The incomparable Douglas Adams, much-missed author and satirist, died 22 years ago this week. The passing years have not blunted his many sharp insights. Take, for example, his view of the political animal, outlined in the fourth Hitchhikers book, when the dialogue turns to an unhappy democracy of humans ruled over by untrustworthy lizards. 

Lem Bingley

Lem Bingley

Hapless hero Arthur Dent asks why, in a democracy, people don’t get rid of the lizards. “Because if they didn’t vote for a lizard, the wrong lizard might get in,” Ford Prefect replies, perfectly reasonably. 

I’m reminded of this witticism in part by the recent local election results, which delivered a drubbing to the Conservative Party at the more severe end of expectations, plus a boost for Labour at the low end of its particular hopes, with Lib Dems and independents among the surprised beneficiaries.

Can we now expect political animals at the top of each party to react well, and redouble their quiet devotion to a sense of civic duty? Or will they act like self-interested lizards? One suspects the latter. Patterns of local election voting will be grasped by the Tories as a handy map of where short-term actions (not bribes, obviously) need to be urgently applied.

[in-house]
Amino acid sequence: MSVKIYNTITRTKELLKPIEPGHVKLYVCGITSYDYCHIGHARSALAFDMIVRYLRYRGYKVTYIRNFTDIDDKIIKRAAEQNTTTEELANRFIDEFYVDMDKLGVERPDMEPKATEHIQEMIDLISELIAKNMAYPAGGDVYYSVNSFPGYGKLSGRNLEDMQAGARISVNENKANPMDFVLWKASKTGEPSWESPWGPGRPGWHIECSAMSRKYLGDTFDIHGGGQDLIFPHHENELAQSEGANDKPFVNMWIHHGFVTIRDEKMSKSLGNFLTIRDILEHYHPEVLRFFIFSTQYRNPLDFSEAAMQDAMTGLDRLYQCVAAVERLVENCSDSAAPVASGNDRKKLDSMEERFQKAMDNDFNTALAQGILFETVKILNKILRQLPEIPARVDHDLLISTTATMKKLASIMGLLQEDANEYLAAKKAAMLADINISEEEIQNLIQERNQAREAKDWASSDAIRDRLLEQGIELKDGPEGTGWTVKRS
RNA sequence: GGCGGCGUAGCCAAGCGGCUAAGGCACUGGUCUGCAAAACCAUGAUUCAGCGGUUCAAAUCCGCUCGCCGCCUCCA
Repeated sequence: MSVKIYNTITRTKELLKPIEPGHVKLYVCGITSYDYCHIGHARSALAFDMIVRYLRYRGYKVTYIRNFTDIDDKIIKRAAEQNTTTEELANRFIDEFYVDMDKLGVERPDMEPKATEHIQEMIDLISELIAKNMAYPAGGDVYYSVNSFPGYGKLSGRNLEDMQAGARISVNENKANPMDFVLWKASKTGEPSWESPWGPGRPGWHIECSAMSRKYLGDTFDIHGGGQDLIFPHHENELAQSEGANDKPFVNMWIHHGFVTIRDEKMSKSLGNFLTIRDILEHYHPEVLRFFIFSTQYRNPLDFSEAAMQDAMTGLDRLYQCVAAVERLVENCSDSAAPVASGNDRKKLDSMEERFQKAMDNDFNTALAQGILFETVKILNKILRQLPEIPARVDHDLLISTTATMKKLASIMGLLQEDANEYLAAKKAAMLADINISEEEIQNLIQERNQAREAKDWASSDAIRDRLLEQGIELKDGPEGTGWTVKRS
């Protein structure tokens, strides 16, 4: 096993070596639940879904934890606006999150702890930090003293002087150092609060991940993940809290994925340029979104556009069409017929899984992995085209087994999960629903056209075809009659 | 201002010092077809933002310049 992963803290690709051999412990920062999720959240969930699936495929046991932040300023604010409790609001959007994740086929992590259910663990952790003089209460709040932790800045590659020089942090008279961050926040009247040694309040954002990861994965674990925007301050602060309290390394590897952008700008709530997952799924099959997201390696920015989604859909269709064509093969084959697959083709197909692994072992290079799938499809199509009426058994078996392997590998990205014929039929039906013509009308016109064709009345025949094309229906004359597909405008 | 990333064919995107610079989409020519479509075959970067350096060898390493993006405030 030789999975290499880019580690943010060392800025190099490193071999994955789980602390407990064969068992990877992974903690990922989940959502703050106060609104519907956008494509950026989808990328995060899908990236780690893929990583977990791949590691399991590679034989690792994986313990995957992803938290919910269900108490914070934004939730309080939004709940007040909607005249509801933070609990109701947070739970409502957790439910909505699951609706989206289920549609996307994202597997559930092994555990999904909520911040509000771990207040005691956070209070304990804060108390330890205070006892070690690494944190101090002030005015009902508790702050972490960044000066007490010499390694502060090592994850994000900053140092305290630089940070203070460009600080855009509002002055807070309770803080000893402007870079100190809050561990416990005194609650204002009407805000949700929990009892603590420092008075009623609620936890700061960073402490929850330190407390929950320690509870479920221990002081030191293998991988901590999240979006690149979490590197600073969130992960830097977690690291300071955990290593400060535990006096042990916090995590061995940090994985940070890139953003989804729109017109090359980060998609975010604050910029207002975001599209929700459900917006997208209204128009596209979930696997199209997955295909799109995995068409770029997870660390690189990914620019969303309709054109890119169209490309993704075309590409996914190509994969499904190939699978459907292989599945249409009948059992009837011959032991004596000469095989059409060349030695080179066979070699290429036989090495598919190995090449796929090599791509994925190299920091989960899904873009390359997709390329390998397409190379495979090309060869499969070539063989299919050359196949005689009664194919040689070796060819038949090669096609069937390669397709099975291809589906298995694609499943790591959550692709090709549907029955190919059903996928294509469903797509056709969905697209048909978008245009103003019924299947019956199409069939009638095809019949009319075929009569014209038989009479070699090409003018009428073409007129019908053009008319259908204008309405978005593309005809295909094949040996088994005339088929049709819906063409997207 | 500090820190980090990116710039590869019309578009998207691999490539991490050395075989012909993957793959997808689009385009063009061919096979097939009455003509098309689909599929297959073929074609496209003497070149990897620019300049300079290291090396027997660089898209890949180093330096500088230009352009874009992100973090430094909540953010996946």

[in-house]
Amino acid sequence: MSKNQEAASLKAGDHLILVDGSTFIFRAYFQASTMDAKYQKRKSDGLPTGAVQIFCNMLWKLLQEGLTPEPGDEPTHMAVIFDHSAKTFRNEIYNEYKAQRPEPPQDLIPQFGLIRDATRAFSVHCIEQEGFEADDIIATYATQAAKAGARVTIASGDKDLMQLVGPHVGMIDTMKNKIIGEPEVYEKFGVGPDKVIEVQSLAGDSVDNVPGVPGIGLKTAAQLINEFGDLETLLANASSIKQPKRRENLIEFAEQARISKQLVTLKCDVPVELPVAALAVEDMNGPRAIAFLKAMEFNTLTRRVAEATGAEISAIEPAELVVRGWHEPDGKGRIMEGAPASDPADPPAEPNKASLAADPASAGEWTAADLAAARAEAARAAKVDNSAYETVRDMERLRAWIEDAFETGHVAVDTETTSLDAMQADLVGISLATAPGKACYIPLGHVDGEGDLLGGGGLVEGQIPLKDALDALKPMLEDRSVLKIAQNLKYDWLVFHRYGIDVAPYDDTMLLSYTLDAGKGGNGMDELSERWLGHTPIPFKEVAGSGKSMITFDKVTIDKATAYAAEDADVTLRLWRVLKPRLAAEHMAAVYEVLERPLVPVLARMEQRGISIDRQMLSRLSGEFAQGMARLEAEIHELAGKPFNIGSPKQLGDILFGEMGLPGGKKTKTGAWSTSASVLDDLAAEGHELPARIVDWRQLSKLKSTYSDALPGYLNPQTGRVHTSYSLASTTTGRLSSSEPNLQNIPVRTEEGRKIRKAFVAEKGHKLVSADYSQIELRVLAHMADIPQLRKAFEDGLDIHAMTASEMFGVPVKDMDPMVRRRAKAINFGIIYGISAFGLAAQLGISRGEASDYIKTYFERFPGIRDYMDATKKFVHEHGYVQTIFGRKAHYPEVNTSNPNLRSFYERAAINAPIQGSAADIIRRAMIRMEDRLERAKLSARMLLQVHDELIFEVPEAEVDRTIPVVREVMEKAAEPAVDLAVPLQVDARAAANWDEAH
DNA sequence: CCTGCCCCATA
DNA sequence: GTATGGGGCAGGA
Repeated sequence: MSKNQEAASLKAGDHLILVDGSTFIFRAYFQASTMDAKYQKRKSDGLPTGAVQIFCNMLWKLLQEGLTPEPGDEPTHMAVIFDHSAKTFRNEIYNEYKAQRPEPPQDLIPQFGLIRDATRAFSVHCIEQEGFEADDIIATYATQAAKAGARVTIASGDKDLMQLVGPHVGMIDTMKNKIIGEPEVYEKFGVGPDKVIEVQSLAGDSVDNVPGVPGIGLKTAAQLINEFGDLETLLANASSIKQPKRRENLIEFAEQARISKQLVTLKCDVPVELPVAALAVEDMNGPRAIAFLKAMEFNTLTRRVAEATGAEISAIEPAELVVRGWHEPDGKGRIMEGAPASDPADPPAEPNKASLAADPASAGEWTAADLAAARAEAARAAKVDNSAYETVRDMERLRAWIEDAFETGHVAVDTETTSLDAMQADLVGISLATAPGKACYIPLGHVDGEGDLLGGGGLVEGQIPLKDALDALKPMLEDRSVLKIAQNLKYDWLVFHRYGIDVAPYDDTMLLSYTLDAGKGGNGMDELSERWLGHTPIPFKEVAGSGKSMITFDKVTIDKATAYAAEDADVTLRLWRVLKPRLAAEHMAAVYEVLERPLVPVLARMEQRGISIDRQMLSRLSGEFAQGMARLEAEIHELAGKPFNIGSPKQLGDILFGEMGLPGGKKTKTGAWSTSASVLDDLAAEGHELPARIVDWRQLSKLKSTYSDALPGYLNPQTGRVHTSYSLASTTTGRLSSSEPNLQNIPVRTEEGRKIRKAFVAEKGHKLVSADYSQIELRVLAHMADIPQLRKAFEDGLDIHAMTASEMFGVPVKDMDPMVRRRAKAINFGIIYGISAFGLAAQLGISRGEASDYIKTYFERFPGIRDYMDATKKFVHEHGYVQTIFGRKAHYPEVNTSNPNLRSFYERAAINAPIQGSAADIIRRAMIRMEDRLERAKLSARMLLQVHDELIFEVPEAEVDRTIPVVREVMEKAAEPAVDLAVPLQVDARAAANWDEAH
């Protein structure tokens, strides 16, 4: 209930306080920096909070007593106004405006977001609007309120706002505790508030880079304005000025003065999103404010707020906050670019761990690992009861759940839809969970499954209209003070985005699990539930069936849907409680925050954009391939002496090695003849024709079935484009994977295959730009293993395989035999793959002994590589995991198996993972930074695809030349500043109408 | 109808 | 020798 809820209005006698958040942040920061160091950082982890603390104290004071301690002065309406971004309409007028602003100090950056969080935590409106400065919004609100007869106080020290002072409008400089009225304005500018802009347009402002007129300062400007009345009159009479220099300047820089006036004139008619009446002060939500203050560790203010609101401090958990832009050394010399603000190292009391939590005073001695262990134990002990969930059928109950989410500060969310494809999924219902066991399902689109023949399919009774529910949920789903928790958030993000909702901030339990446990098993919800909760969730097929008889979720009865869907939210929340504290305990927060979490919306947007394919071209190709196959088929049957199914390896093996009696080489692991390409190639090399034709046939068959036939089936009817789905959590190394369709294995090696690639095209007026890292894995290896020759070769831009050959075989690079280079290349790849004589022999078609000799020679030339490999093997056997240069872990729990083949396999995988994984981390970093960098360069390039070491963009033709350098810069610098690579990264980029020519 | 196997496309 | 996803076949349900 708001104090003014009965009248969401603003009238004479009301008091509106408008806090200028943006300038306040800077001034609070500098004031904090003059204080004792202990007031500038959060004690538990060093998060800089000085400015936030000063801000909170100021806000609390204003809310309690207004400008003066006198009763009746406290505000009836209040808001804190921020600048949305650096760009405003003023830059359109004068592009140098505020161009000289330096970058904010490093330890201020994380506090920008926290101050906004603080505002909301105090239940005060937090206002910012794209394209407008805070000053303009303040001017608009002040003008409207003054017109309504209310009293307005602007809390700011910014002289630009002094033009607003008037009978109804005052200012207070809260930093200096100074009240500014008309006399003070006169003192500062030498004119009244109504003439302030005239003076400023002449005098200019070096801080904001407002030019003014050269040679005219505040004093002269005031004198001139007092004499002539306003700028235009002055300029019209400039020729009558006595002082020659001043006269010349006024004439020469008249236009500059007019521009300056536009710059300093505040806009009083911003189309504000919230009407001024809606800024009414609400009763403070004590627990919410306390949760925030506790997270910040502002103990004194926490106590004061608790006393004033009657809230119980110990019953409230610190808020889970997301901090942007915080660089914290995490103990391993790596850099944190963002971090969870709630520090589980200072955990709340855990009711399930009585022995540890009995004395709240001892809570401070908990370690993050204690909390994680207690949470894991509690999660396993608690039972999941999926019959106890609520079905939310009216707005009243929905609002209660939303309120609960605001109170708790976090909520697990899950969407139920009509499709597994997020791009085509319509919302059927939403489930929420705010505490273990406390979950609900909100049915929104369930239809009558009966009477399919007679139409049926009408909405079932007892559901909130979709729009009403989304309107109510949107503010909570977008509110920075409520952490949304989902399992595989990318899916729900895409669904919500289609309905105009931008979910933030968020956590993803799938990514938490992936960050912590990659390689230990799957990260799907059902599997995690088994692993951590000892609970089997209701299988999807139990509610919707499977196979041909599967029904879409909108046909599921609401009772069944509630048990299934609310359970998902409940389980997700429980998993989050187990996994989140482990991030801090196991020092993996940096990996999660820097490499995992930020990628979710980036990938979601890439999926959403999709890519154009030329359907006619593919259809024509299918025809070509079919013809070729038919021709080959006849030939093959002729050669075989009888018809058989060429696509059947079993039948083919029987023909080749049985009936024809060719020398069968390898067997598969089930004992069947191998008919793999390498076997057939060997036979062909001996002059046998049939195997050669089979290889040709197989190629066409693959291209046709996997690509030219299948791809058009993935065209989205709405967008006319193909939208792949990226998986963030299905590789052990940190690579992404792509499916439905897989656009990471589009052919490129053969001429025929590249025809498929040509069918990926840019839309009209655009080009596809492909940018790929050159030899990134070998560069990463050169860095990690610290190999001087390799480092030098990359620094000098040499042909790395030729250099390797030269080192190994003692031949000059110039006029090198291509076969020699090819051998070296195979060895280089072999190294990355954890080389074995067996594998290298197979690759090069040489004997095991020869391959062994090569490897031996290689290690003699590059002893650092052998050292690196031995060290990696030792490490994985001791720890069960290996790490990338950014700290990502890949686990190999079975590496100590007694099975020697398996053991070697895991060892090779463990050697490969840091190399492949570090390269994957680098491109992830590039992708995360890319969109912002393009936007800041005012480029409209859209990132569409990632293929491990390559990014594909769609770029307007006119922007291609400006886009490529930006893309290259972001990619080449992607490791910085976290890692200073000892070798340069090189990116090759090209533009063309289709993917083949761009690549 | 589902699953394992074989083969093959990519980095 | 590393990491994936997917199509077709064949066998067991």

Not much good will come of this for the property sector, I fear, though opinions will, of course, differ. Take the Help to Buy policy, recently scrapped and apparently now poised for a vote-winning comeback, described by different thinkers as a “massive pro” and as a “criminal” blunder in our analysis this week.

Vote-winning rabbits are sure to emerge from those autumn statements and Budgets that lie ahead before the current parliament is dissolved, no later than 17 December next year. I’m now imagining a two-circle Venn diagram with “short-term Tory vote winners” in one loop and “genuinely helpful for the property sector” in the other. It has quite a small overlap. Do let me know if you can think of anything – besides Help to Buy – that might belong in both circles.

As we traverse the next 18 months, we could, of course, get our own house in order. Whatever colour of government lies ahead, it would be helpful to speak to it clearly, with one voice, once new ministers are installed.

The joining up of the British Property Federation (BPF) and the UK PropTech Association is a good first step, but there is much more to do.

Former BPF chief Liz Peace recently gave a speech about the “flaky” standing of our sector, noting that more than four in 10 MPs lack awareness of what property firms do aside from residential, with the general public just as clueless.

Peace said: “Building a reputation that engenders trust in our industry is very necessary, and arguably more so for us than for, say, a manufacturer of baked beans. But despite our best efforts over the last 20 years, we still have a long way to go.

“We need a better-co-ordinated industry prepared to put some welly – and cash – behind a new concerted approach.”

We don’t know when the next election will be, but the clock is ticking. As an industry, we should get ready and know what we want, from whichever type of lizard takes over.